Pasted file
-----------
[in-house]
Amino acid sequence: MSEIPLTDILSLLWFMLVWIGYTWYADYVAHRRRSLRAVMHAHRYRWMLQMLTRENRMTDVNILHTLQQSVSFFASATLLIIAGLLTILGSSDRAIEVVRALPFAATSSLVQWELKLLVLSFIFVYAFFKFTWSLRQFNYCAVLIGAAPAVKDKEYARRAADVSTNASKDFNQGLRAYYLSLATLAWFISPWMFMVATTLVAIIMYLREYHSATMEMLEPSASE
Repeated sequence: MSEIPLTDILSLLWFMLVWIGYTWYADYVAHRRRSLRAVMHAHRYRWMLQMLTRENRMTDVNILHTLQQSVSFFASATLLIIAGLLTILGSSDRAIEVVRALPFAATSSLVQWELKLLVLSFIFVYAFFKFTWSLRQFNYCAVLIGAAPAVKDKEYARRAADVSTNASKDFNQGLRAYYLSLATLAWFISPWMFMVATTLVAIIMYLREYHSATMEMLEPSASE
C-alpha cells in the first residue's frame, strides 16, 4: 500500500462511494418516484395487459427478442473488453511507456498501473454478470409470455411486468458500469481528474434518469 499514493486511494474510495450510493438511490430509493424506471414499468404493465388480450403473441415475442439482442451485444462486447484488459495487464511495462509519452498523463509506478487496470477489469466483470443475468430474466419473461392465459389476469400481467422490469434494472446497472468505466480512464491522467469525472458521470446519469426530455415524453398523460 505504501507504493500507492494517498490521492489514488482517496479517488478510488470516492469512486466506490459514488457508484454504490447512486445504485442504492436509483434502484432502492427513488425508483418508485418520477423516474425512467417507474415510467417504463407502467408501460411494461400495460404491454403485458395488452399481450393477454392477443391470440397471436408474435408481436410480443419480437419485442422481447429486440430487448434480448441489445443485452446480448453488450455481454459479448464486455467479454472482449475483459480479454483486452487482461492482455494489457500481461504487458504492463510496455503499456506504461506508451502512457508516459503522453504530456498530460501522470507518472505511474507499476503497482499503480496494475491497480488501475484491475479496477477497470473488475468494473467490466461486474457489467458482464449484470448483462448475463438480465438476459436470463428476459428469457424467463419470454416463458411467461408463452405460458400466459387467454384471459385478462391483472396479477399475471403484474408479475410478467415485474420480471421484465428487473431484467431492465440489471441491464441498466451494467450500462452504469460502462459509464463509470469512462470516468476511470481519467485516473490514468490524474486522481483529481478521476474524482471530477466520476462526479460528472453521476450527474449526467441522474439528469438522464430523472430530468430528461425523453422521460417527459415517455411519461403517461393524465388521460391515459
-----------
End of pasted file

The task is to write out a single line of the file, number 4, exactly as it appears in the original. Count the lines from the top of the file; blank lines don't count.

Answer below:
C-alpha cells in the first residue's frame, strides 16, 4: 500500500462511494418516484395487459427478442473488453511507456498501473454478470409470455411486468458500469481528474434518469 499514493486511494474510495450510493438511490430509493424506471414499468404493465388480450403473441415475442439482442451485444462486447484488459495487464511495462509519452498523463509506478487496470477489469466483470443475468430474466419473461392465459389476469400481467422490469434494472446497472468505466480512464491522467469525472458521470446519469426530455415524453398523460 505504501507504493500507492494517498490521492489514488482517496479517488478510488470516492469512486466506490459514488457508484454504490447512486445504485442504492436509483434502484432502492427513488425508483418508485418520477423516474425512467417507474415510467417504463407502467408501460411494461400495460404491454403485458395488452399481450393477454392477443391470440397471436408474435408481436410480443419480437419485442422481447429486440430487448434480448441489445443485452446480448453488450455481454459479448464486455467479454472482449475483459480479454483486452487482461492482455494489457500481461504487458504492463510496455503499456506504461506508451502512457508516459503522453504530456498530460501522470507518472505511474507499476503497482499503480496494475491497480488501475484491475479496477477497470473488475468494473467490466461486474457489467458482464449484470448483462448475463438480465438476459436470463428476459428469457424467463419470454416463458411467461408463452405460458400466459387467454384471459385478462391483472396479477399475471403484474408479475410478467415485474420480471421484465428487473431484467431492465440489471441491464441498466451494467450500462452504469460502462459509464463509470469512462470516468476511470481519467485516473490514468490524474486522481483529481478521476474524482471530477466520476462526479460528472453521476450527474449526467441522474439528469438522464430523472430530468430528461425523453422521460417527459415517455411519461403517461393524465388521460391515459